Brontez Purnell on Paul Morrissey, the OG Edgelord

Paul Morrissey

Self-portraits, 47th Street Factory “Four for a Quarter” Photo Booth, 1967. Archival Photos Courtesy of The Paul Morrissey Archive.

It need not be reiterated that Andy Warhol, our spiritual father and the beloved founder of this very magazine, predicted the destiny of pop culture a bajillion times, like in 1968, when he said, “In the future, everyone will be world-famous for 15 minutes.” Long story short, with social media, fame has become so overly democratized that it’s practically meaningless, which is actually so cunt if you think about it—but that’s an essay for another day. 

What I mean to say is, in all his artistic pursuits, Warhol’s obsession with cinema laid the groundwork for a lot of the current conceptual models for television and entertainment today. I remember doing a reading at the Warhol Museum with Justin Vivian Bond in my twenties and, after seeing a survey of Warhol films, Justin casually whispering in my ear, “You know, they made A LOT of ugly shit.” But I also remember seeing Beauty No. 2 for the first time and being amazed that it was essentially Edie Sedgwick playing herself, not unlike the unscripted reality dramas that were beginning to RULE the television landscape. What this meant was that Andy and his both divinely and poorly chosen group of Factory-dwelling disciples weren’t just a bunch of ’60s hipsters who did a shit ton of meth, they were also prophets. Enter the work of Warhol archbishop, the director Paul Morrissey. 

Paul Morrissey

Paul Morrissey with the cast of Trash, Holly Woodlawn, Joe Dallesandro and Jane Forth, 1970. Photo by Henri Dauman.

Morrissey is a hard person to place in the Warhol pantheon, and his legacy is marred by a number of refusals. According to the film critic Sam Weisberg, he is an “unapologetic conservative and devout Catholic [who] hated hippies, the sexually liberated, drug users, and rock music enthusiasts.” And while this scorn undoubtedly contributed to Morrissey’s resentment of the Factory in general (he feels Warhol took too much credit for his work), the director’s own legacy is not without contradictions. A clean religious boy who spent his time around degenerates? I’ve seen the biggest freaks of my generation turn alt-right in front of my eyes (usually out of spite or more likely, boredom—maybe Morrissey is the earliest example of how too much time in outlying incubators can breed contempt?). But in a world where leftist politics can start to feel like church camp, we shouldn’t throw the baby away with the bathwater. In this case, one who devotes his life to cleanliness also devotes his life to dirt. Morrissey became a revolutionary filmmaker, directing a dozen Warhol films chronicling the life of mid-century deviants, and what a chronicle it was! He was one the first directors to actually cast trans women in movies, not to mention the outrageous displays of sex and full-frontal nudity he put onscreen.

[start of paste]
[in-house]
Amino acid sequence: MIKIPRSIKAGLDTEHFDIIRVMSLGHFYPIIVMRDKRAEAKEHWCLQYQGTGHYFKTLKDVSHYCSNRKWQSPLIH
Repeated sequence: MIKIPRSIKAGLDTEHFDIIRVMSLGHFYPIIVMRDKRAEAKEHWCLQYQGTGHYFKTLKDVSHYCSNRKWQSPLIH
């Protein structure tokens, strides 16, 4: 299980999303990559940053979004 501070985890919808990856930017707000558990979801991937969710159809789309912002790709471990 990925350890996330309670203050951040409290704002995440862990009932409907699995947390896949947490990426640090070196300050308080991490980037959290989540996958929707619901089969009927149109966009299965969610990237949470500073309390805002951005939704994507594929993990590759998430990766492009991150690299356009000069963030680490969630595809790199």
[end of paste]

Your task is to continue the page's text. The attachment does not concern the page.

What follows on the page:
Paul Morrissey, Joe Dallesandro and Udo Kier filming Blood For Dracula in 1973.

In my youth, I used to say that within the holy trilogy of the Morrissey-directed flicks Flesh, Trash, and Heat was a tone best described as a John Waters film turned into a serious drama. But what I now see in these monologue-driven movies filled with long pans punctuated by too many focus pulls (a genre later to be codified as mumblecore) was a kind of genius. Cinema should be about style, be it good or bad. But we live in a deeply unglamorous era where the general public has been duped into watching 10-hour-long streams of shows, all sound-scored and color-corrected into one monotone buffet to be devoured on computer screens. Within this context, there’s something quite magical about looking back on the deeply earnest, meandering monologues of Morrissey’s characters—characters who were defiantly appearing on the screen for the first time ever, defying the old Hollywood codes that declared that any deviant had to die in order to preserve the moral purity of the plot. 

Improvised naturalistic acting, low budgets, and an emphasis on relationships and dialogue over plot, are all stylistic tropes that over the years wax and wane in popularity, but the prime movers of this pantheon remain classics. In fact, to this day, Morrissey’s collaborations with Warhol are some of the most successful mismatches in all of American film history. Plus, the fact that he landed the gig because he was not a novice but actually, gasp, skilled, negates the fact that one of the last remaining popes of queer-focused indie cinema was not a homosexual.  

Paul Morrissey

Joe Dallesandro and Paul Morrissey, 1970. Photo by Werner Bokelberg.


Archival photos courtesy of the Paul Morrissey Archive.